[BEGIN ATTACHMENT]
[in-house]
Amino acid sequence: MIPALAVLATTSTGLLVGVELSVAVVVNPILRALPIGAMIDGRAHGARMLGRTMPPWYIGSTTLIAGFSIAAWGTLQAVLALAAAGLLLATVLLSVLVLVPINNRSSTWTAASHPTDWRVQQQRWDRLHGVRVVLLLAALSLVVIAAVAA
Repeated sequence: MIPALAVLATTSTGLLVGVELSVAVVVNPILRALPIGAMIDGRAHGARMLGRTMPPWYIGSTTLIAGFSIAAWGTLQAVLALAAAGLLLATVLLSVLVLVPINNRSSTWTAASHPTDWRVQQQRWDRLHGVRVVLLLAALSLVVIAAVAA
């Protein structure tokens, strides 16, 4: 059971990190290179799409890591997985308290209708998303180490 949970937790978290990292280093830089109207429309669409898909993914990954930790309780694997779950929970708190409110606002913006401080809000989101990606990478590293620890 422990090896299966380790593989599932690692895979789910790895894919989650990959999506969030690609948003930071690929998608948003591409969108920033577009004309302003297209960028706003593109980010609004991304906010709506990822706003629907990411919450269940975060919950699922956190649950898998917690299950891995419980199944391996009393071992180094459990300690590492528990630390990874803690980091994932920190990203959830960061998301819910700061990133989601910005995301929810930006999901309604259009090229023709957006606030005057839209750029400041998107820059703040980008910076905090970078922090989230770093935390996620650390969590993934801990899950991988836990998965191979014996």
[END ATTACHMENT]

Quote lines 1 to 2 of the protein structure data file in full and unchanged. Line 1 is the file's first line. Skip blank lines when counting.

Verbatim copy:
[in-house]
Amino acid sequence: MIPALAVLATTSTGLLVGVELSVAVVVNPILRALPIGAMIDGRAHGARMLGRTMPPWYIGSTTLIAGFSIAAWGTLQAVLALAAAGLLLATVLLSVLVLVPINNRSSTWTAASHPTDWRVQQQRWDRLHGVRVVLLLAALSLVVIAAVAA